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NYC housing chief quits under fire


NEW YORK -- Laura D. Blackburne, the chairwoman of New York City's Housing Authority, resigned under pressure yesterday after a week of mounting criticism of her spending practices, including hundreds of thousands of dollars she spent on office furnishings and business trips.

At a hastily arranged news conference at City Hall late yesterday afternoon, Mayor David N. Dinkins said Ms. Blackburne, 53, had submitted her letter of resignation yesterday and he had regretfully accepted it.

While citing Ms. Blackburne's accomplishments in improving living conditions in the city's public housing projects, Dinkins said that "public confidence in her has been shaken and her ability to function effectively as chair of the authority is irreparably damaged."

Ms. Blackburne is being investigated by five agencies, including the inspector general of the federal Department of Housing and Urban Development, the U.S. attorney for the Southern District of Manhattan, the state attorney general, the city Department of Investigations and the mayor's office.

"The investigations which have been launched by my administration and other authorities limit the time and energies she would otherwise devote to her responsibilities as chair," Dinkins said in a prepared statement.

Ms. Blackburne was not at yesterday's news conference.

Mr. Dinkins refused to comment on the investigations or to criticize her actions, other than to say her effectiveness in the $110,000-a-year job had been undermined.

During the past week it was revealed that Ms. Blackburne had redecorated her office lavishly, with a $3,000 couch, among other things, and had used public money to pay her way when she accompanied the mayor on a trip to South Africa in November.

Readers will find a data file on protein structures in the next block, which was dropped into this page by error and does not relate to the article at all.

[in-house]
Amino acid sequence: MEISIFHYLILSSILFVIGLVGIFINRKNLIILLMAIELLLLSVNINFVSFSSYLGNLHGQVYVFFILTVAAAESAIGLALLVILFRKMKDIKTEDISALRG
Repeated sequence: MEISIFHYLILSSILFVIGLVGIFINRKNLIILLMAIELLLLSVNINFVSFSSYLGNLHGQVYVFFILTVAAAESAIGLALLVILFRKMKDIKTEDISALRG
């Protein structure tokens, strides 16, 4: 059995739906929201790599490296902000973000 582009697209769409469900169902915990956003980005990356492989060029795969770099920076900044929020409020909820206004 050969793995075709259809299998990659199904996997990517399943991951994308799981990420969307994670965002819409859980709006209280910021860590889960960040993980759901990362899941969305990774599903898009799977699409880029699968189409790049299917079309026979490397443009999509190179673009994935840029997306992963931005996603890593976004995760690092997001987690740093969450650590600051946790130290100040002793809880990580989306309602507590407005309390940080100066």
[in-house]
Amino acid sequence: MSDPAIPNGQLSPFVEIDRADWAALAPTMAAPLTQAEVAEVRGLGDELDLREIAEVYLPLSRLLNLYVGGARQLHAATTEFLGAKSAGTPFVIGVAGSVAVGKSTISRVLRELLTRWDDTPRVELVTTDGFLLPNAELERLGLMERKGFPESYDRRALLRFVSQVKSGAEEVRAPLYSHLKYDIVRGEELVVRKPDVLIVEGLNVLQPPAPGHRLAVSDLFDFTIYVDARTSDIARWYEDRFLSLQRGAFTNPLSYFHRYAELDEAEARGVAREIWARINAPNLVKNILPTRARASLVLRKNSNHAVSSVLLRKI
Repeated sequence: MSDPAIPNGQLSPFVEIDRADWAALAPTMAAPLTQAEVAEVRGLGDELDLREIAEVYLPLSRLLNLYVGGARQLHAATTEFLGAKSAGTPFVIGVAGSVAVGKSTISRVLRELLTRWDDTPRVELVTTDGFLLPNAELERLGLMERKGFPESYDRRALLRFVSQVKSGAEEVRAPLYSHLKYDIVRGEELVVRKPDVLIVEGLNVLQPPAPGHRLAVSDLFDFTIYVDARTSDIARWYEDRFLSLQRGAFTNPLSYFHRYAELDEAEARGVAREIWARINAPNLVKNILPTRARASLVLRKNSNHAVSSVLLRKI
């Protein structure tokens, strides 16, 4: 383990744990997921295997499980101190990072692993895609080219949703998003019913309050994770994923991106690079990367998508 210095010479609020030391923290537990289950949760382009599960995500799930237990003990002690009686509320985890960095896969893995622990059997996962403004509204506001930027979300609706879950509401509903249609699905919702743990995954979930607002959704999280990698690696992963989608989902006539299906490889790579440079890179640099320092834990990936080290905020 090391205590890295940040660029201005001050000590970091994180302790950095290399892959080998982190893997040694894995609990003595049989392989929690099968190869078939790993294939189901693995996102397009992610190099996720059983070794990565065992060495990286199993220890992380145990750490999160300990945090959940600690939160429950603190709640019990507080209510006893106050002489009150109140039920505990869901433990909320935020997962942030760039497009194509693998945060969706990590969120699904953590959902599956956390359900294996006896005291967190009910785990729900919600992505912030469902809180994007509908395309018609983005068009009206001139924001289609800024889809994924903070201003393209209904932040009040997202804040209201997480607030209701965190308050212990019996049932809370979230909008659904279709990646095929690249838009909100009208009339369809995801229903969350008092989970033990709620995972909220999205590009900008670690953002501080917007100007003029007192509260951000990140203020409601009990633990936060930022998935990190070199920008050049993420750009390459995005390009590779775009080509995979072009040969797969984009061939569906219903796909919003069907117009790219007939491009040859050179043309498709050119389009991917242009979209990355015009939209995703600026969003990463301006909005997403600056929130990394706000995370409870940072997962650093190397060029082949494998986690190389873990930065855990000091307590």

The mayor had asked all of his commissioners to pay for the trip themselves, and last week directed her to reimburse the money.

The system Ms. Blackburne has run since 1990 is the nation's largest housing authority.

The system, with a budget of $1.3 billion and staff of more than 15,000 employees, shelters more than 600,000 people.

Federal and local housing officials have given Ms. Blackburne high marks for innovative programs that have greatly improved living conditions in public housing projects.

Newly released records of the Metropolitan Transportation Authority also revealed that Ms. Blackburne's spending habits as an MTA board member had come under criticism there, and had prompted changes in its rules on reimbursements.

She did not resign her MTA seat yesterday, transit officials said.

Her troubles were the latest in a string of embarrassing revelations about Dinkins aides that began with the admission by the mayor's former campaign treasurer that he stole $158,000 from its accounts.

A Department of Investigations report also concluded Friday that the commissioner of youth services gave a contract improperly to a foundation he formerly led.

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